Psychomotor Performance Tradeoffs in Crew Members on a NASA Analog Mission
Authors: Raechel Marino, Alana Muller, Maynori Hinton, Roman Lopez, Weiwei Zhang, Richard Addante In extreme environments such as long duration space flights, if a lapse of attention occurs or short-term memory fails while performing strenuous physical tasks (such as space walks), the results could be potentially catastrophic. Because a majority of astronaut tasks require successfully integrating effortful cognitive and physical tasks, success will depend upon developing countermeasures for such cognitive resource depletion. The optimal place to study these factors in environments and conditions analogous to space, and with the same populations of astronauts, is the NASA Extreme Environment Mission Operations (NEEMO) mission, which houses astronauts in an undersea capsule for two weeks of diving operations. The current project’s purpose is to measure the interactions of physical exertion and cognitive deficits that are poorly understood and rarely measured concurrently in elite populations of astronauts. Our aims are to 1) assess the relationship of cognitive and physical workloads, using grip strength dynamometer and laptop tests of core cognitive function of attention& distraction using an Erickson Flanker Task; 2) directly test the competition for shared cognitive resources between physical effort and cognitive load in astronaut populations at NEEMO; and 3) assess the impact on cognition and behavioral health that operational workload imposes by way of extra-vehicular activities (EVAs), testing motor and cognitive loads after EVAs. These brain and psychological states can then be mitigated by countermeasures of transcranial direct current stimulation (tDCS) or behavioral intervention therapies to inform readiness of optimal (and sub-optimal) states to perform important operational tasks.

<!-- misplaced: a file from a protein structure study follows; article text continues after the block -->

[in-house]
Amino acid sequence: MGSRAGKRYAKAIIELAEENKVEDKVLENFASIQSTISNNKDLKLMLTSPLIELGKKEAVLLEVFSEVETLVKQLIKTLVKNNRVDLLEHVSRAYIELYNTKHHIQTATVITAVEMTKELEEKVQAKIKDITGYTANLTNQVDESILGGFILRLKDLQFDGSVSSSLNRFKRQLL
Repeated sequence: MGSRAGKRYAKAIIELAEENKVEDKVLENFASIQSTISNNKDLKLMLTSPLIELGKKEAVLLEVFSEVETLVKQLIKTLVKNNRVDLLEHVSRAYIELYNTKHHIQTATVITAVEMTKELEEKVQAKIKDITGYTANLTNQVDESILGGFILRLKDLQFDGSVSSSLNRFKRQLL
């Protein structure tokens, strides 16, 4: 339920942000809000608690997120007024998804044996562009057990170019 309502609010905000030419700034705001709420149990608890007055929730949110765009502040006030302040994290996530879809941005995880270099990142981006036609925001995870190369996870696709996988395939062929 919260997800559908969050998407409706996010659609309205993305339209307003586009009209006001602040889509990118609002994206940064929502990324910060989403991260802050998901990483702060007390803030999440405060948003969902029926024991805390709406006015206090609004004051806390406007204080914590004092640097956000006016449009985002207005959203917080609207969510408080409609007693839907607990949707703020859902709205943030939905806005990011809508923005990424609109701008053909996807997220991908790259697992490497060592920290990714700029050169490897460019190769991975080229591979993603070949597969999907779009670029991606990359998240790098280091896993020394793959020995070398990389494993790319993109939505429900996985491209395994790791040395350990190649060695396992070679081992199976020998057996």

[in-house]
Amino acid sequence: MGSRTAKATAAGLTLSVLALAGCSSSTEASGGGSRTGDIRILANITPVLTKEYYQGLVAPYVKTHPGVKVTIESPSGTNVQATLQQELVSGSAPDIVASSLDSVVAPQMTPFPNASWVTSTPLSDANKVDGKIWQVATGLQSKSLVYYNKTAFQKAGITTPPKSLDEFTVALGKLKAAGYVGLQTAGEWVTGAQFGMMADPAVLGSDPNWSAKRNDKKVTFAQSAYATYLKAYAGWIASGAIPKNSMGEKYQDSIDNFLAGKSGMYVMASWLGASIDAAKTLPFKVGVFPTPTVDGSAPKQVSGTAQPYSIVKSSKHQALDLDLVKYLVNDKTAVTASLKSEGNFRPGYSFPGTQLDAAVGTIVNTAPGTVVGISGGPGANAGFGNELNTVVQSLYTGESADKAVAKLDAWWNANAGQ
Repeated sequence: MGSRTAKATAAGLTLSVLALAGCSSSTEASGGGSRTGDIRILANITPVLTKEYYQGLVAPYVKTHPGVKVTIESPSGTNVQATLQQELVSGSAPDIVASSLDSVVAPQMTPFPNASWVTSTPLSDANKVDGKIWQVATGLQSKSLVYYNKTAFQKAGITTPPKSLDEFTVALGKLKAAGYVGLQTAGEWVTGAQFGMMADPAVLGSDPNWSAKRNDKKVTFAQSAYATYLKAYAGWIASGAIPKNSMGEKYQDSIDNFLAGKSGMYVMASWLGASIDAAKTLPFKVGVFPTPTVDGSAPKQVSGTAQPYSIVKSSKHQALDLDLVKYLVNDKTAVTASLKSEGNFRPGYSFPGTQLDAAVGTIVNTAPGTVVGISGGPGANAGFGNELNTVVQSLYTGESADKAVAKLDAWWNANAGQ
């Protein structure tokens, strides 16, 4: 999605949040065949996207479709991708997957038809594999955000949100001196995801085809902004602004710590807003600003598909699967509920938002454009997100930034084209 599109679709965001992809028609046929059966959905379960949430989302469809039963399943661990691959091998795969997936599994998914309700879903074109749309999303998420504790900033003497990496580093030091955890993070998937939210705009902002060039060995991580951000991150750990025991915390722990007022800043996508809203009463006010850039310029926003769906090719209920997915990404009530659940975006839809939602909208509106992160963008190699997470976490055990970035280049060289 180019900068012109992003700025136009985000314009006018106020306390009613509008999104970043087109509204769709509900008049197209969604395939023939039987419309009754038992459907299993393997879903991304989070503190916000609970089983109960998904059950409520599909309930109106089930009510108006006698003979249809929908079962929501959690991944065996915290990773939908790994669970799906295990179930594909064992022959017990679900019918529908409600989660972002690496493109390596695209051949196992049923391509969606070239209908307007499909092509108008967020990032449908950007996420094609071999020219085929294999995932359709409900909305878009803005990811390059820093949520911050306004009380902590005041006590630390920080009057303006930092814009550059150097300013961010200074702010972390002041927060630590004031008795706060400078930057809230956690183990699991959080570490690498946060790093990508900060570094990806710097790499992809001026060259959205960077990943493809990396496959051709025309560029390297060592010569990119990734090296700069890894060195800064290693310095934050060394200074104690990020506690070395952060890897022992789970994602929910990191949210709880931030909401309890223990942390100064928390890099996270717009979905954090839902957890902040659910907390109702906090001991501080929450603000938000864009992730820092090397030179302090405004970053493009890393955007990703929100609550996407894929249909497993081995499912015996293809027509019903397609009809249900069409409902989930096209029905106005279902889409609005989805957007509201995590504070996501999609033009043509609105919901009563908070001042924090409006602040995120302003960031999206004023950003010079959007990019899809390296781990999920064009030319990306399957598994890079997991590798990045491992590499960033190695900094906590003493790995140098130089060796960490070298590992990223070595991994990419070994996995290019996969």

Marino, Raechel; Muller, Alana; Lopez, Roman; and Canizales, Yoselin
"Psychomotor Performance Tradeoffs in Crew Members on a NASA Analog Mission,"
OSR Journal of Student Research: Vol. 5
, Article 314.
Available at: https://scholarworks.lib.csusb.edu/osr/vol5/iss1/314